I’ve been to a lot of Revolution sessions in London and I went to the Velodrome to watch the Paralympics in 2012 but nothing had quite prepared me for how different a World Championships would be. [Side note: I fail to understand why the LVP hasn’t hosted the World Para-Cycling Championships yet. It’s the perfect venue, the racing would be incredible and it would be the perfect access point for school kids to go and watch some cracking competition.] The session I attended featured the women’s team pursuit and Mark Cavendish in the Omnium.

Laura Trott is box office. She’s the Kylie Minogue of cycling – tiny, brilliant at what she does and everyone adores her. Jo Rowsell Shand is quietly authoritative and seems extremely calm. I’d be amazed if she didn’t become a TV presenter/pundit once she retires from cycling.  I hadn’t seen the team pursuit ‘live’ before but it’s such a beautiful discipline to observe when it’s done right (no, I wasn’t there on the Thursday).

I hadn’t seen Mark Cavendish in the flesh before but he reminded me of a boxer. He’s got the same swagger as my boxing trainer (clarification: I don’t fight, I just train like a boxer). Its the inner fire that makes them brilliant. The paramedics at the track looked bored for most of the session (no accidents for them to attend to, luckily) but a couple of them leapt to their feet when Cav took to the track and roared him on with the rest of the crowd. If Cav ever thinks that the British cycling public don’t love or understand him, he only has to think back to this weekend and remember the collective power, energy and noise provided by thousands of people willing him to do well.

I managed to watch the rest of the TWC on TV. I worked out that I could have gone to more sessions and would have seen John Dibben win the points race (jumping up and down in front of the TV in my pyjamas was really not the same) on Friday, and Jason Kenny win the sprint the following evening (hiding behind a cushion muttering ‘He won’t win this. He won’t…OH YES HE HAS!’). As for Sunday (which, for complicated reasons that are not worth explaining, I was finally able to catch up with on Monday evening) when Kylie…sorry, Laura won the Omnium and Wiggins and Cavendish won the Madison… I’m fine about it though. FINE. It’s not like the WTC won’t happen in the UK (or, specifically, six miles from my house) in the next 10-20 years or more. Did I mention I was fine? Good.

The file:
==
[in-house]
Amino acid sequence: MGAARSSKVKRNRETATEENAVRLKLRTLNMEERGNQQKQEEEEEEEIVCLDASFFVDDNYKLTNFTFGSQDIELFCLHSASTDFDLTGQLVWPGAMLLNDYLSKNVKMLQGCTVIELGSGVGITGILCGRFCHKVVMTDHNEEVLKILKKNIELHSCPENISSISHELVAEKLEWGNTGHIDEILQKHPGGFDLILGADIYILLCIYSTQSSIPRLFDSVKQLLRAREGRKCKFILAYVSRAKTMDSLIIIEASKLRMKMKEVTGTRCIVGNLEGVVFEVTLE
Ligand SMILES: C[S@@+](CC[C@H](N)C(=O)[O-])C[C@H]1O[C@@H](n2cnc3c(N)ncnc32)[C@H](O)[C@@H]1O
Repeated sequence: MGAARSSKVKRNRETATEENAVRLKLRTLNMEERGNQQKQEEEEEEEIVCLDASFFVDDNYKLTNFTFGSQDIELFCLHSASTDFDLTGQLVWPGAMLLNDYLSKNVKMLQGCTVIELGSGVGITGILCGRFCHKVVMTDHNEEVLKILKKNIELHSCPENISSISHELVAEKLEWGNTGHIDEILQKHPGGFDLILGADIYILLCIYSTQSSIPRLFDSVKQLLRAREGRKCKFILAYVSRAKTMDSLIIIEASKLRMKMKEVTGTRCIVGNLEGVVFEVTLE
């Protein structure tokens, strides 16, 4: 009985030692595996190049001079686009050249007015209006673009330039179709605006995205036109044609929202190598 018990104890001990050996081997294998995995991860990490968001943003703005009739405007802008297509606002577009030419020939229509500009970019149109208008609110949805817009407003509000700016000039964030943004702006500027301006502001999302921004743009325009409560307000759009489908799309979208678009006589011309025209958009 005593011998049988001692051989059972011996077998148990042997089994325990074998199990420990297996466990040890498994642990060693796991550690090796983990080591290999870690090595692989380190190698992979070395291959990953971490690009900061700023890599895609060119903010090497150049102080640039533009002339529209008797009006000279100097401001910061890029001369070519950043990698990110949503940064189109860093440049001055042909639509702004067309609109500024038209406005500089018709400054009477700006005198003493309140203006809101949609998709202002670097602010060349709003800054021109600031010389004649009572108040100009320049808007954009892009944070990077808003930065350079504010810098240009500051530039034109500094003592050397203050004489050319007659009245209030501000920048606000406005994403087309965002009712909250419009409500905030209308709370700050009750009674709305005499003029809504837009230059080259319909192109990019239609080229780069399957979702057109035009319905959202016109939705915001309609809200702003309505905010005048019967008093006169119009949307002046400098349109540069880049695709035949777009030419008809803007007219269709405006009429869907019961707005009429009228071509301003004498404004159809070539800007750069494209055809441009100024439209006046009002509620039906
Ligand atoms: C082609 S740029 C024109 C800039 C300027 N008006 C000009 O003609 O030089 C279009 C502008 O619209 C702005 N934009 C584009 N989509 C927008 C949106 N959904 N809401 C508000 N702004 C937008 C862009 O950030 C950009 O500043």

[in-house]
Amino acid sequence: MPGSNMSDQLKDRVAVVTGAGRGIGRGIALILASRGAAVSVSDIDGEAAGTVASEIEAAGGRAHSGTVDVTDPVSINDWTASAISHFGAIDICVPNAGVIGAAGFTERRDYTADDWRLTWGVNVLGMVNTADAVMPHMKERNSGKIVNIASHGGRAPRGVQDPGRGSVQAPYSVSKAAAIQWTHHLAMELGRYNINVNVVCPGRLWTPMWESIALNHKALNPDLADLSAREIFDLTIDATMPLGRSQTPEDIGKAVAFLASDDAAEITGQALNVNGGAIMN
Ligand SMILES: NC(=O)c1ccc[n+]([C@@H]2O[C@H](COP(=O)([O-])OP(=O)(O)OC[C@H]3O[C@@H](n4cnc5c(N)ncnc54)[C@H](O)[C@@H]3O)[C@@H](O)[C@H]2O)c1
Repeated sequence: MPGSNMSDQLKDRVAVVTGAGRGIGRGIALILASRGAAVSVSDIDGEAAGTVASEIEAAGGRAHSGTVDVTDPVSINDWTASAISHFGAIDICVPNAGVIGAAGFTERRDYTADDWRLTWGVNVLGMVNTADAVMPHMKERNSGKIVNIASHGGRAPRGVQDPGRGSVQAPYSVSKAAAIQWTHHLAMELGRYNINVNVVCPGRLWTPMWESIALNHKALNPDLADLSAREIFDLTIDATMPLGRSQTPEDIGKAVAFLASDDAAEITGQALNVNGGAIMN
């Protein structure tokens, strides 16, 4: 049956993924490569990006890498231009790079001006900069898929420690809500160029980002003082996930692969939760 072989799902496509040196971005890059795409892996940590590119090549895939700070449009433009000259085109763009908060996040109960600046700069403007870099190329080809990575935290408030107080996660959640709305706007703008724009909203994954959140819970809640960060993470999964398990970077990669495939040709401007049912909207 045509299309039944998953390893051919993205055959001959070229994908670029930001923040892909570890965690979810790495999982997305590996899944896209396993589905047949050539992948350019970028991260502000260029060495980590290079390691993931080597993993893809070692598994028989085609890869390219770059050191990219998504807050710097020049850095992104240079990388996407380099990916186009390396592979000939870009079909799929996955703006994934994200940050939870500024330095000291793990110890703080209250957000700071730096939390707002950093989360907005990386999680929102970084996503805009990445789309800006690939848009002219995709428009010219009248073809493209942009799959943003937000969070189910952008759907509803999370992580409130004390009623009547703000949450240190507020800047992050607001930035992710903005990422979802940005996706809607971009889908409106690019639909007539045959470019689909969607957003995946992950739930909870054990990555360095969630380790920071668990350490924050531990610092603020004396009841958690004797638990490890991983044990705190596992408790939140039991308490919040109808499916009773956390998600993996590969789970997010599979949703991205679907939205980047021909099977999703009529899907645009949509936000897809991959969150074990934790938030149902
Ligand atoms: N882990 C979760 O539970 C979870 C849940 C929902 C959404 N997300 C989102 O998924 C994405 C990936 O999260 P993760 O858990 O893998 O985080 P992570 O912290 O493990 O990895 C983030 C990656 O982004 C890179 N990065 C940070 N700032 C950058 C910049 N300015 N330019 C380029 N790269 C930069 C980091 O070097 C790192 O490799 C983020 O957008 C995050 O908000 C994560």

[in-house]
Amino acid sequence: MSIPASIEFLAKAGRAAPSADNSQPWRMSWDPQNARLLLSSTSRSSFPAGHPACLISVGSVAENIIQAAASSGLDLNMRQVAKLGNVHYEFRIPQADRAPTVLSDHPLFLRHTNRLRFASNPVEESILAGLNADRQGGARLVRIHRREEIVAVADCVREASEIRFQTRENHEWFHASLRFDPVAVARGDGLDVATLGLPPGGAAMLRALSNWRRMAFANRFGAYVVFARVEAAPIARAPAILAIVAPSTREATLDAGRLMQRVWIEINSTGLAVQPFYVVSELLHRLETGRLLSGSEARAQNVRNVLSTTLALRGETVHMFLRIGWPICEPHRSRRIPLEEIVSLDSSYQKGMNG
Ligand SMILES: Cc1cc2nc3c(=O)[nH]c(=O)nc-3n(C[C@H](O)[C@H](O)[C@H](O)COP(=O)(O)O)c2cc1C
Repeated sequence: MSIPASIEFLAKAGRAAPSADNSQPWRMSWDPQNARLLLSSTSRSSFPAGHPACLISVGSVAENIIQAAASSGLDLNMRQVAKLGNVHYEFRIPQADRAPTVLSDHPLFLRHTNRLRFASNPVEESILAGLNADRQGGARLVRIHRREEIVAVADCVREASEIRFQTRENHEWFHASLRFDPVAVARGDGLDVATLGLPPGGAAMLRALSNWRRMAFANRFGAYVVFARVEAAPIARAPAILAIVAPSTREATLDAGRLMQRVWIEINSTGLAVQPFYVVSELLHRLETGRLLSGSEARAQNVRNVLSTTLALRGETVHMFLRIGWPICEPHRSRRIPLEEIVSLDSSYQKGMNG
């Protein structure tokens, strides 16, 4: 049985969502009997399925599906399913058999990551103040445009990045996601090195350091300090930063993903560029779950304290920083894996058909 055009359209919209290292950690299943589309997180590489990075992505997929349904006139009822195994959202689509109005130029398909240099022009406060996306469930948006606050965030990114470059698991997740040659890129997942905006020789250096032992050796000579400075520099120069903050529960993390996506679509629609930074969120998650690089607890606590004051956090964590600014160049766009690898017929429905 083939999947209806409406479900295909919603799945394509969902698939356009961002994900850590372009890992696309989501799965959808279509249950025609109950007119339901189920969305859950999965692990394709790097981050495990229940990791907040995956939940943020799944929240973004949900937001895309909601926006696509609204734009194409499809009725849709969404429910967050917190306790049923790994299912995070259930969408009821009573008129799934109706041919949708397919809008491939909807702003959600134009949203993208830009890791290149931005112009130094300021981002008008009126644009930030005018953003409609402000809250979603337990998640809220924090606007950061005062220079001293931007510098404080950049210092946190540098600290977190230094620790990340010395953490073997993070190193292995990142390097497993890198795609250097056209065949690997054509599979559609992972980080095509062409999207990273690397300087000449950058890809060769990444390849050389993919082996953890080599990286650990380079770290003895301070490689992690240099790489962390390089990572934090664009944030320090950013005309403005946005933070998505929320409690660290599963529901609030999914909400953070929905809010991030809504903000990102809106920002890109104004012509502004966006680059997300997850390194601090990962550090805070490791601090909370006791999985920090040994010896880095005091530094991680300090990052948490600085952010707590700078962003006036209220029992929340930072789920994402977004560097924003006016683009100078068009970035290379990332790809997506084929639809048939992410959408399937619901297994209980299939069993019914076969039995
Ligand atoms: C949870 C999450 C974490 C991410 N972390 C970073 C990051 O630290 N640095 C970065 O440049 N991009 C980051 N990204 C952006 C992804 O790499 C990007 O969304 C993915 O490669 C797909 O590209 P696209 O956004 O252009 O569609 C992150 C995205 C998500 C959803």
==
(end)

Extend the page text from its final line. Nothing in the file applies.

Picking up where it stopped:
The WTC forcibly reminded me how much I love track cycling. I love it for the same reasons that I love buying clothes from Oasis, hot chocolate from Starbucks and go on holiday to Center Parcs. It’s safe, aesthetically pleasing, controlled, familiar, reliable, clean and never lets me down. Am I a boring person governed by routine and predictability?  Oh yes. Proud of it, too. At least the racing isn’t adversely affected by the weather – see today’s Paris-Nice stage for evidence of that. I have promised the girls that we will take them to Revolution and the London 6-Day later in the year.

Of course I’m watching Tirreno-Adriatico and Paris-Nice now, but there’s a little piece of my cycling-loving heart that belongs to the velodrome in Stratford.